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David McMillan hat-trick and Sean Hoare extra-time strike break Rovers' resistance to bring FAI Cup back to Dundalk

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Dundalk captain Chris Shields lifts the FAI Cup at the Aviva Stadium in Dublin. Photo by Stephen McCarthy/Sportsfile

Dundalk captain Chris Shields lifts the FAI Cup at the Aviva Stadium in Dublin. Photo by Stephen McCarthy/Sportsfile

Dundalk captain Chris Shields lifts the FAI Cup at the Aviva Stadium in Dublin. Photo by Stephen McCarthy/Sportsfile

THE START of the 2020 season was ignited by a five-goal thriller in Tallaght which provided evidence that Shamrock Rovers were the new top dogs of the League of Ireland.

It ended with a six-goal spectacular in favour of Dundalk to serve as a reminder that they haven’t gone away.

In doing so, they dashed Rovers double dreams and their hopes of going an entire campaign unbeaten.

Stephen Bradley, condemned to the stands due to a touchline ban, will be left wondering how his team wobbled from a position of power.

Below, his opposite number Filippo Giovagnoli celebrated the latest chapter of his remarkable 2020, a victory that was heavily influenced by players who do not even know if they have a future with the Lilywhites.

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Hat-trick hero David McMillan of Dundalk celebrates with the cup. Photo by Stephen McCarthy/Sportsfile

Hat-trick hero David McMillan of Dundalk celebrates with the cup. Photo by Stephen McCarthy/Sportsfile

Hat-trick hero David McMillan of Dundalk celebrates with the cup. Photo by Stephen McCarthy/Sportsfile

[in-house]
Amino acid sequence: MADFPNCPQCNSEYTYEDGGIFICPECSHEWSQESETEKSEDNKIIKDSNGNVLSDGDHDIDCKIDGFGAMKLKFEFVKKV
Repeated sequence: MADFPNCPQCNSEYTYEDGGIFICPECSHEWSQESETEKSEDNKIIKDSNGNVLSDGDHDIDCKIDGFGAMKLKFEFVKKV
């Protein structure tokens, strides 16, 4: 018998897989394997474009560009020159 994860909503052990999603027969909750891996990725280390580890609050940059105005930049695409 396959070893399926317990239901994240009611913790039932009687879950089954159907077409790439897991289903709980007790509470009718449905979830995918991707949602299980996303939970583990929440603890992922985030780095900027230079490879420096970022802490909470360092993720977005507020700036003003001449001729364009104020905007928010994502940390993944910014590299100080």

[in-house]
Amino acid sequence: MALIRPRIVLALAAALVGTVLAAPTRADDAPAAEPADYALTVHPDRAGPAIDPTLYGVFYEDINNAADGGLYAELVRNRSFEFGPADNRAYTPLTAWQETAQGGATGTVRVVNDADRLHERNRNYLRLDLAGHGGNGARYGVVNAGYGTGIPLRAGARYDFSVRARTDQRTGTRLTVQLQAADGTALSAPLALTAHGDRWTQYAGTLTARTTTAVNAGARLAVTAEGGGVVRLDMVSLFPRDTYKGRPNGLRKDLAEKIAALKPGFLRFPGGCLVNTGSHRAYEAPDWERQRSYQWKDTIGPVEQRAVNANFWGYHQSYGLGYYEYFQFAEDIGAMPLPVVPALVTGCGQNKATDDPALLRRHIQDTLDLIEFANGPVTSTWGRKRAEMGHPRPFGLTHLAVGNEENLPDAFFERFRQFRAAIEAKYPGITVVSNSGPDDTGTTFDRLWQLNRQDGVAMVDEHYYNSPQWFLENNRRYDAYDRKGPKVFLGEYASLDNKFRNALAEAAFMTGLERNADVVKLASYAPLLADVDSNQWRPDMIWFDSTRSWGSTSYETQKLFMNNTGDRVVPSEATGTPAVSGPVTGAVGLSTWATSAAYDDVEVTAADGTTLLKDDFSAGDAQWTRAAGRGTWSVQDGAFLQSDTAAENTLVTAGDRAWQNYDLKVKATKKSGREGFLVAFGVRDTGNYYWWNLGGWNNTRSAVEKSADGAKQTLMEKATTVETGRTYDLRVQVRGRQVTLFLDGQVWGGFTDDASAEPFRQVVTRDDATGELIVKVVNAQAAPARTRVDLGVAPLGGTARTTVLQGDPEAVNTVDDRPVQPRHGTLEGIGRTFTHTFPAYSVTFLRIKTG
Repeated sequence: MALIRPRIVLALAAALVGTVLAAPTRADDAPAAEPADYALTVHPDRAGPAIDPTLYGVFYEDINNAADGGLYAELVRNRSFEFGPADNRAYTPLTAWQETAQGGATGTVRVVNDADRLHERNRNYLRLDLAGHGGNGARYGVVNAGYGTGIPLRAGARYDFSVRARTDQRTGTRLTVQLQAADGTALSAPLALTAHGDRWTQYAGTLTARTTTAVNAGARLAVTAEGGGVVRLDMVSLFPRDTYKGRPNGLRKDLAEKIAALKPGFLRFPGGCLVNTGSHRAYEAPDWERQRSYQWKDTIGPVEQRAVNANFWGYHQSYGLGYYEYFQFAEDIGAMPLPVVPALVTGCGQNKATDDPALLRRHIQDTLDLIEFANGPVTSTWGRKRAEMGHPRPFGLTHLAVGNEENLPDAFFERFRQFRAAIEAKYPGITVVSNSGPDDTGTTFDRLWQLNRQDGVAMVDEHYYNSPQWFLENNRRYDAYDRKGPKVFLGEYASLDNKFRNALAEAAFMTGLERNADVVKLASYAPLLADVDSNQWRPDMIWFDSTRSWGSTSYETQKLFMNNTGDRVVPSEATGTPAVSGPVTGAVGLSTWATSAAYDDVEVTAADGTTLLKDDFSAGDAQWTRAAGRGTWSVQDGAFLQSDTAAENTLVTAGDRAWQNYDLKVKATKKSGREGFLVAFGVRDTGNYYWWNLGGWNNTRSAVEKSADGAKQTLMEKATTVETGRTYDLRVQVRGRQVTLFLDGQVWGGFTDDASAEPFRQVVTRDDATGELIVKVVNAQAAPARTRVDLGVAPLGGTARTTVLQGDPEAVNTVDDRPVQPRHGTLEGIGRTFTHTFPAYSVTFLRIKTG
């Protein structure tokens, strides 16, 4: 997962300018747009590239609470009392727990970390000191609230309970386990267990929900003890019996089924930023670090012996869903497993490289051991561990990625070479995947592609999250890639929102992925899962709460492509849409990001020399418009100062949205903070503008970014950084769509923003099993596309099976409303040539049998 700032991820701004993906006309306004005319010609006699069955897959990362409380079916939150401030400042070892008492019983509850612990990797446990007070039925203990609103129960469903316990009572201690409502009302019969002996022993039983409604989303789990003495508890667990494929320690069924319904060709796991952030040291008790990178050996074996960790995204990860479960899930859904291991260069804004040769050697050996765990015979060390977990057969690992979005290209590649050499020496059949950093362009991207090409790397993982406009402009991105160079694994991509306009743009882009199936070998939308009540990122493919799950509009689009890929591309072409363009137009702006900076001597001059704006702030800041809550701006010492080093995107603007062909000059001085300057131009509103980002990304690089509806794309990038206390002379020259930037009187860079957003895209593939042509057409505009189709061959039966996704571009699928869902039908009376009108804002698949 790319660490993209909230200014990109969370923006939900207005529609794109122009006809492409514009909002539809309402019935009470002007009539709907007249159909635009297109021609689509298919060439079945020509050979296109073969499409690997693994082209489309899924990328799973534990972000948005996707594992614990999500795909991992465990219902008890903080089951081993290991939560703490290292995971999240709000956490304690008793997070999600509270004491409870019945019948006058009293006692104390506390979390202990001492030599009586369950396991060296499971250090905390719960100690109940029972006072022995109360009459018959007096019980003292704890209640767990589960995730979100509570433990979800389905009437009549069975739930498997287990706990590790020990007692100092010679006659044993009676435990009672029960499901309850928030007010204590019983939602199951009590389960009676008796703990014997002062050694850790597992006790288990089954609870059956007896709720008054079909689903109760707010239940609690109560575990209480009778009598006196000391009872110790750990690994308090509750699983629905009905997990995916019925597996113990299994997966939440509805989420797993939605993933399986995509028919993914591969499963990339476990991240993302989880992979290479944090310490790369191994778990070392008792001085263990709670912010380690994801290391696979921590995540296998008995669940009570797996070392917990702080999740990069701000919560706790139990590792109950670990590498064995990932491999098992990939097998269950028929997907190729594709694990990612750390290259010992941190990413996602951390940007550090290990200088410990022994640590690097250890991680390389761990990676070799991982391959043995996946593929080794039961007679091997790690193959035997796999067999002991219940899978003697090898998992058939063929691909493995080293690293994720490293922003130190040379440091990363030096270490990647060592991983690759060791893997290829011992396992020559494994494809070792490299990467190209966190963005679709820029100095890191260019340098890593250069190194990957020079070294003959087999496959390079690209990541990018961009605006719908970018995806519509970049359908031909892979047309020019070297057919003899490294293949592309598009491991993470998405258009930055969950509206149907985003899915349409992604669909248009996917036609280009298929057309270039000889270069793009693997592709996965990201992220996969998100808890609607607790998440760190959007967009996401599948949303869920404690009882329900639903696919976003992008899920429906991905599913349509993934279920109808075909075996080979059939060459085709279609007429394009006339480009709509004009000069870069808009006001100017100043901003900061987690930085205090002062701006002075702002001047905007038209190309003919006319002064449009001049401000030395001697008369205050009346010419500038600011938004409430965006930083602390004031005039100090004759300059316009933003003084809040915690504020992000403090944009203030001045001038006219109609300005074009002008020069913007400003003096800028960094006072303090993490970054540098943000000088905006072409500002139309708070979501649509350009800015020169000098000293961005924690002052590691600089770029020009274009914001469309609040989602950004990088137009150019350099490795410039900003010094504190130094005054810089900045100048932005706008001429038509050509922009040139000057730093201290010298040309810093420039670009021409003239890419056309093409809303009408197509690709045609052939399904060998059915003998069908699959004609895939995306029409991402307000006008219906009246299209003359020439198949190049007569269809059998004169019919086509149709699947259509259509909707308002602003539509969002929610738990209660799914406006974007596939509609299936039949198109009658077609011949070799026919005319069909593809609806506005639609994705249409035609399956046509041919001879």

That includes Dave McMillan, who bagged a hat-trick in a game he was only starting because of an injury to Patrick Hoban.

He came to life as Dundalk appeared to be struggling towards defeat with the old guard finding another level with the finishing line in sight.

Chris Shields was immense, a sweet moment after suspension robbed him from contributing to the 2019 decider.

He’s suffered tough times at the hands of Jack Byrne this year but got the last laugh in what is likely to be the Ireland international’s final game as a League of Ireland player.

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Time will tell if this match has significance in terms of next year’s league campaign.

This will depend on the idiosyncratic approach of the club’s owners.

But as the Dundalk squad celebrated, wearing T-shirts in honour of the beloved Harry Taaffe who tragically passed away in the summer, you sensed they were willing to put any strife aside until Monday morning at least.

The absence of fans and a rare decision to turn off the sound system meant that the Aviva Stadium was deathly quiet just before the teams emerged from the tunnel.

Every Irish sporting occasion is a seriously diluted version of its old self and this was no different.

It will never feel normal.

Still, there was a certain familiarity about the pattern of the first half with scoring chances thin on the ground.

It didn’t help that a pitch Jack Byrne later described as a "joke" was badly cut up after the rugby endeavours 24 hours previously, although this was always going to be a likely price to pay for staging the game in Dublin 4 at short notice.

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Dundalk interim head coach Filippo Giovagnoli lifts the Extra.ie FAI Cup. Photo by Eóin Noonan/Sportsfile

Dundalk interim head coach Filippo Giovagnoli lifts the Extra.ie FAI Cup. Photo by Eóin Noonan/Sportsfile

Dundalk interim head coach Filippo Giovagnoli lifts the Extra.ie FAI Cup. Photo by Eóin Noonan/Sportsfile

Dundalk’s European adventure had resulted in rotation in the build-up to this fixture and, in keeping with the system, Rovers looked more sure of themselves for large spells.

Giovagnoli stuck with a back three, meaning that both sides were deploying a similar system, with a lone striker supported by two creative players with two more midfielders behind them.

This became central to the pattern of play. Dundalk’s attacking duo were Michael Duffy and Patrick McEleney, with the latter prominent early in some decent patches for the Louth side. But they found it harder as the game progressed, Jack Byrne and Graham Burke increasingly influential for Rovers.